I apologize to my loyal subscribers who have recently tried (unsuccessfully) to comment on my blog postings through the AQA website. The website software company, A La Mode Software, has been working (unsuccessfully) on a fix for over a month now. Needless to say, I am getting impatient.
Last week’s blog, Statistics Work for Real Estate Appraisers, Even with Few Sales, did generate quite a bit of interest; consequently, I received many appraiser questions about it thru our email and social media links. Here are some great comments that I received along with my responses to them.
Question: Several people asked about how to make a simple regression chart using Excel and what the formula on the graph indicates.
Response: To make a simple regression chart, all you need to do is make a scatter chart of the data with the Y-axis being Reported Sales Price and X-axis being the variable that you want to solve for. In this example, we want to solve for a living area adjustment, but we could also solve for sales date, site size, or any variable that we think might have some linear relationship to sales price. Here is a video showing how a simple regression analysis can be added to an appraisal report in about one minute (the video takes longer because I’m talking).
Question: Edd asked, “I also use simple regression for many of the same reasons and in similar circumstances as you do. The problem I am concerned about is that statisticians (not appraisers) say small samples are not statistically significant. What if a sophisticated attorney were to ask on cross about the reliability of small sample or populations?”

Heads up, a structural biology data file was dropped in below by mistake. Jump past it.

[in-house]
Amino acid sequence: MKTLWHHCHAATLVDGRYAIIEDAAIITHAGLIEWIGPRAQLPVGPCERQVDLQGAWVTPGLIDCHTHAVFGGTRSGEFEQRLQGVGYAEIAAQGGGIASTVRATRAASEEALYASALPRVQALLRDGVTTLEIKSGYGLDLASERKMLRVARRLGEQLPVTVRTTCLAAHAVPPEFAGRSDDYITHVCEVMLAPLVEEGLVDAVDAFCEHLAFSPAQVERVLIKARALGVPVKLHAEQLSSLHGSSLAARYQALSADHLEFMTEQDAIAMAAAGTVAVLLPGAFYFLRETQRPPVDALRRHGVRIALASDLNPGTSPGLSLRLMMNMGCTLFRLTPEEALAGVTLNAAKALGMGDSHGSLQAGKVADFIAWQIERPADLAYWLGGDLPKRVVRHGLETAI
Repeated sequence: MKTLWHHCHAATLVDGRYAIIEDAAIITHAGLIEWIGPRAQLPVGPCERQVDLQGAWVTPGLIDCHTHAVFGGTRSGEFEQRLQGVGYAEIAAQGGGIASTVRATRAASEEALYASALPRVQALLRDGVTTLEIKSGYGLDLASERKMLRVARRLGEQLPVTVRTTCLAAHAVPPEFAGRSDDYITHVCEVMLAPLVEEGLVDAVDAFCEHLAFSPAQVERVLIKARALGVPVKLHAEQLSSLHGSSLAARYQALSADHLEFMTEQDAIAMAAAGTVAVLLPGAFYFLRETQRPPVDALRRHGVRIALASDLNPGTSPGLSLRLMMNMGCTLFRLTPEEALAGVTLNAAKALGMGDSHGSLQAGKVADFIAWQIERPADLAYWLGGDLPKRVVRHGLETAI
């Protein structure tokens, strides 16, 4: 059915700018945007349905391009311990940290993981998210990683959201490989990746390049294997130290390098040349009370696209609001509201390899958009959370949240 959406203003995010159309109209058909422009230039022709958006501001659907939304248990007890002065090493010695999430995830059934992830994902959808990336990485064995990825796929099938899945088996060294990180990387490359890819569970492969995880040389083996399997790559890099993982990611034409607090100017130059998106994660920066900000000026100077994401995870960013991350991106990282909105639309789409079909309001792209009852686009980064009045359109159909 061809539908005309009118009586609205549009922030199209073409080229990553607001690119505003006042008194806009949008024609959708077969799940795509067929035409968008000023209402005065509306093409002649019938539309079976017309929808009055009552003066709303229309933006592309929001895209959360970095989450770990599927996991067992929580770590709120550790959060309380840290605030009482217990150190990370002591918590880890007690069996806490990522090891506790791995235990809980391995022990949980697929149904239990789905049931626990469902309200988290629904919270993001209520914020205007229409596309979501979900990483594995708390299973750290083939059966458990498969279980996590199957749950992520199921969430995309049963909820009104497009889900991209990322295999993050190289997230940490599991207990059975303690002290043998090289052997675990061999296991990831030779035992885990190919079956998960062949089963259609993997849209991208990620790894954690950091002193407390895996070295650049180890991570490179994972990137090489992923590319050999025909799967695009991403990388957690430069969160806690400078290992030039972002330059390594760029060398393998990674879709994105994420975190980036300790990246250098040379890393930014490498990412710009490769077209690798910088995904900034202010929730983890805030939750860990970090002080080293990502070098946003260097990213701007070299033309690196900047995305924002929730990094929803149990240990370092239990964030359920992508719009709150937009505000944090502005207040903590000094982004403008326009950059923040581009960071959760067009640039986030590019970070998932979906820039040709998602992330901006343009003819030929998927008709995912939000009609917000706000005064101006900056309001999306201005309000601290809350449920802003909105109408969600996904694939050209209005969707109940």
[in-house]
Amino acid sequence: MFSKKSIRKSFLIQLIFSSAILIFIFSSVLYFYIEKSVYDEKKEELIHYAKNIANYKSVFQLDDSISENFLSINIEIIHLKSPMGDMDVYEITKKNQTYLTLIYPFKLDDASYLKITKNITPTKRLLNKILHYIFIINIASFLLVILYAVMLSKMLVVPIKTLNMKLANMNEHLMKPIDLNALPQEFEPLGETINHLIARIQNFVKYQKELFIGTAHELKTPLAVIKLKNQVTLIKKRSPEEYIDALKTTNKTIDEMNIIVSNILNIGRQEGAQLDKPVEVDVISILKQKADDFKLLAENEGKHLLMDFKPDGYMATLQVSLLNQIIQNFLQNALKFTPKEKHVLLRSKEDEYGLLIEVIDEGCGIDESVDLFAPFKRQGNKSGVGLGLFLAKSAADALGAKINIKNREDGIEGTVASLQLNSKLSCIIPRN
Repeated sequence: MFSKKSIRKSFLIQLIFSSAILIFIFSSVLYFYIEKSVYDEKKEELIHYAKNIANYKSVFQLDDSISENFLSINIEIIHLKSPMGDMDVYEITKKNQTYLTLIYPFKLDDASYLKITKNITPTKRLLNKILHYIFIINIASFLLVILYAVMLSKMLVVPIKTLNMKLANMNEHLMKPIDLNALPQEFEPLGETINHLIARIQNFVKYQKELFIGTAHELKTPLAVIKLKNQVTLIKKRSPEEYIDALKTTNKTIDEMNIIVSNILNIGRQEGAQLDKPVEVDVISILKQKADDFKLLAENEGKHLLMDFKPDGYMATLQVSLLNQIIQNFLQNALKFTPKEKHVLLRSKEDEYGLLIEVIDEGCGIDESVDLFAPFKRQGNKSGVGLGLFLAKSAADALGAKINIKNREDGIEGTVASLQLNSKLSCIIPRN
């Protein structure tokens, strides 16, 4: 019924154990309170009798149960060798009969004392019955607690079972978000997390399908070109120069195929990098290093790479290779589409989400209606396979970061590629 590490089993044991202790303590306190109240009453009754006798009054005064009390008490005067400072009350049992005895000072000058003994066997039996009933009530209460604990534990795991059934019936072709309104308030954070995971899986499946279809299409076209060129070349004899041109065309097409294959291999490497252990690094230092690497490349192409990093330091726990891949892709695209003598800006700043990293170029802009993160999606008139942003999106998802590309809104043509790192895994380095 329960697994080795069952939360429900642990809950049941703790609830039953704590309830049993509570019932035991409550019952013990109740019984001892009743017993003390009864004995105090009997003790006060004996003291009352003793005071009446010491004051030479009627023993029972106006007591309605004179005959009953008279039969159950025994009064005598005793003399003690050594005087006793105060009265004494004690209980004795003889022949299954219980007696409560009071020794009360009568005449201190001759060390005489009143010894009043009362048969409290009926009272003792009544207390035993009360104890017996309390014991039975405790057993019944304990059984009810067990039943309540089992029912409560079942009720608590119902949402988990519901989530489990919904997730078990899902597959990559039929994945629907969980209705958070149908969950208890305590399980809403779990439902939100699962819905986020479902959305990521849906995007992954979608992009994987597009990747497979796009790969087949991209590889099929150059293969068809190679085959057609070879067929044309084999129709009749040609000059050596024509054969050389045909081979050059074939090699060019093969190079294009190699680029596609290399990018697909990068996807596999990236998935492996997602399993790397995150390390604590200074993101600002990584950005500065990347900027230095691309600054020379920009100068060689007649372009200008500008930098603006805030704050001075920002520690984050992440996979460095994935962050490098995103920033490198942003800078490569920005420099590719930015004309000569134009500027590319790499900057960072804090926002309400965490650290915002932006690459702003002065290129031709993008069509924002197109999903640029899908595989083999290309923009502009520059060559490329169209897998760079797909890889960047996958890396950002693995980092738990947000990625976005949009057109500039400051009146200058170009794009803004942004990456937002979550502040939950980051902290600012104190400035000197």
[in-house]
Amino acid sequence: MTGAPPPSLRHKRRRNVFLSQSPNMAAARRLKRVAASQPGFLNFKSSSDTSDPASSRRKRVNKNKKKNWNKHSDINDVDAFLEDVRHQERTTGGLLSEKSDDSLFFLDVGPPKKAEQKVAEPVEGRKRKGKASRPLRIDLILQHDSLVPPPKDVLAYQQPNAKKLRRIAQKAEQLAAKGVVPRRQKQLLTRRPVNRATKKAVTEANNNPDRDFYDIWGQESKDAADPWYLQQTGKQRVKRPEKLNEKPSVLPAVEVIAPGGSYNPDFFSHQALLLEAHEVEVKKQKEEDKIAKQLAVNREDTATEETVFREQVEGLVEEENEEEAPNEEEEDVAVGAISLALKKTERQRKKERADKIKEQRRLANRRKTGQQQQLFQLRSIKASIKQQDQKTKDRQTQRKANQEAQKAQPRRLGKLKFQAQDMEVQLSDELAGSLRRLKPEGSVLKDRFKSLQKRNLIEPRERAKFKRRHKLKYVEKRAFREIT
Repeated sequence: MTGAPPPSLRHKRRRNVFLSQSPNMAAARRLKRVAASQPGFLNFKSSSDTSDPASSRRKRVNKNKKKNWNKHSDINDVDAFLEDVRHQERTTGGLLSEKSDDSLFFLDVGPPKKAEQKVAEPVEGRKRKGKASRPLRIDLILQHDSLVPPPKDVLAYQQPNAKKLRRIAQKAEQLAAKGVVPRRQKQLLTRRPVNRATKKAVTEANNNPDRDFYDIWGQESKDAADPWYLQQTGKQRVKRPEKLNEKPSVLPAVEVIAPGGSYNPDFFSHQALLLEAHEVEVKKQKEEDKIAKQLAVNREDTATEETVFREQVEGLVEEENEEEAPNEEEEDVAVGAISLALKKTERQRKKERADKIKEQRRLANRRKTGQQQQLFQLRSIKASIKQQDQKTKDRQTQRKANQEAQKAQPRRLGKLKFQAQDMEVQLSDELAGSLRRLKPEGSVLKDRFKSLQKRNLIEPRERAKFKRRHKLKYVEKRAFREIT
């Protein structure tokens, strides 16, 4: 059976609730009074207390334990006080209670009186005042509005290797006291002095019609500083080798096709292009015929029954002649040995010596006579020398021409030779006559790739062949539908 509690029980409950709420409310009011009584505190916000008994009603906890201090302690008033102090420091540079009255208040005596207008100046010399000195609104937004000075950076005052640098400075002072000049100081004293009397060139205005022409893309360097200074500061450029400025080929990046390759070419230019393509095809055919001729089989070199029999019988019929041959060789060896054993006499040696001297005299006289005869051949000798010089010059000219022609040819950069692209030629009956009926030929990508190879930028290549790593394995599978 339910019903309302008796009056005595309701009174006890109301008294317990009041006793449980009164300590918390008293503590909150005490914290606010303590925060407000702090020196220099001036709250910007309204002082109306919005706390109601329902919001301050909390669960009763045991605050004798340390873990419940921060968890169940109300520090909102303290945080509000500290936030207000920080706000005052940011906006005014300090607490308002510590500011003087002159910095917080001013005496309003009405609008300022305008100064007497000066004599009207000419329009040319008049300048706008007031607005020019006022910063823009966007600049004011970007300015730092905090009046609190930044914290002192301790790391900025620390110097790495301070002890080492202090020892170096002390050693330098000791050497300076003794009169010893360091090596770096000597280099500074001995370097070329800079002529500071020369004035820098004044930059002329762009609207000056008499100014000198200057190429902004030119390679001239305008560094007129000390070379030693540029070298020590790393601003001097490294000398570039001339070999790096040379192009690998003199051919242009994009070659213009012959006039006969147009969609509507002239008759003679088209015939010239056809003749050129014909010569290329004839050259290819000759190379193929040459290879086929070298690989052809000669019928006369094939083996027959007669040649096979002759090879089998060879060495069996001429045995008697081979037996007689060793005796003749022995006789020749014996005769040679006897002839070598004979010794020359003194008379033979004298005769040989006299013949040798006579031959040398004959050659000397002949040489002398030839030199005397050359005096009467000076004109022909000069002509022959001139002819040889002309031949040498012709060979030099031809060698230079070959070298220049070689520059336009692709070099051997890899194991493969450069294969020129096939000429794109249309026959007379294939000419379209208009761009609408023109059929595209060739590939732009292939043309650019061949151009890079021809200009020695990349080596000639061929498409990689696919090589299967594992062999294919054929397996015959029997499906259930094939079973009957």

Response: I would simply tell that attorney that we have to use what we have. Statisticians analyze data in crash testing of automobiles, but they do not use large samples for good reason. I don’t hear anyone saying that the small samples in crash testing are statistically insignificant. With that said, I do not solely rely on statistics and I always make sure that my sample sizes are large enough for a reasonable conclusion (little variation requires fewer sales than large variation). After I have developed an adjustment using statistics, I test the reasonableness using the cost approach (an adjustment of $20 per sf might not be reasonable for a like-new building that costs $150 per sf to build) and a test of paired sales when it is applied to the adjustment grid. If the adjustment is moving the adjusted indicators closer together than a higher or lower adjustment would (after other market derived adjustments have been applied), then the paired sales are validating the statistically derived adjustment. If not, then maybe we need to look at factors that might be skewing our sample.